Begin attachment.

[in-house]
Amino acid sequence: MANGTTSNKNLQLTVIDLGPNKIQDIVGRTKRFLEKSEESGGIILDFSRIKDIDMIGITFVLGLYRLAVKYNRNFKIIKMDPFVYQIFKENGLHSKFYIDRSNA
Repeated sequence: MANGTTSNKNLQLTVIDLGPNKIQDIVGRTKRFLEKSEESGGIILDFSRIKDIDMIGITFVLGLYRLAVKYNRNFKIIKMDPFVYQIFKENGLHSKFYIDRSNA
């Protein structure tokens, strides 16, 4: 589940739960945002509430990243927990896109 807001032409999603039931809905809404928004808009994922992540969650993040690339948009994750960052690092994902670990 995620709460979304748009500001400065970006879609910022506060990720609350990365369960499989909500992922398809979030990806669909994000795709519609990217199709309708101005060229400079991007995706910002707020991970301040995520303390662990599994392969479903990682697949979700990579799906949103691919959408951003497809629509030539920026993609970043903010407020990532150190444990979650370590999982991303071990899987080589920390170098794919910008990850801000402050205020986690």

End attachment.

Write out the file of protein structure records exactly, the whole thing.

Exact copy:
[in-house]
Amino acid sequence: MANGTTSNKNLQLTVIDLGPNKIQDIVGRTKRFLEKSEESGGIILDFSRIKDIDMIGITFVLGLYRLAVKYNRNFKIIKMDPFVYQIFKENGLHSKFYIDRSNA
Repeated sequence: MANGTTSNKNLQLTVIDLGPNKIQDIVGRTKRFLEKSEESGGIILDFSRIKDIDMIGITFVLGLYRLAVKYNRNFKIIKMDPFVYQIFKENGLHSKFYIDRSNA
């Protein structure tokens, strides 16, 4: 589940739960945002509430990243927990896109 807001032409999603039931809905809404928004808009994922992540969650993040690339948009994750960052690092994902670990 995620709460979304748009500001400065970006879609910022506060990720609350990365369960499989909500992922398809979030990806669909994000795709519609990217199709309708101005060229400079991007995706910002707020991970301040995520303390662990599994392969479903990682697949979700990579799906949103691919959408951003497809629509030539920026993609970043903010407020990532150190444990979650370590999982991303071990899987080589920390170098794919910008990850801000402050205020986690």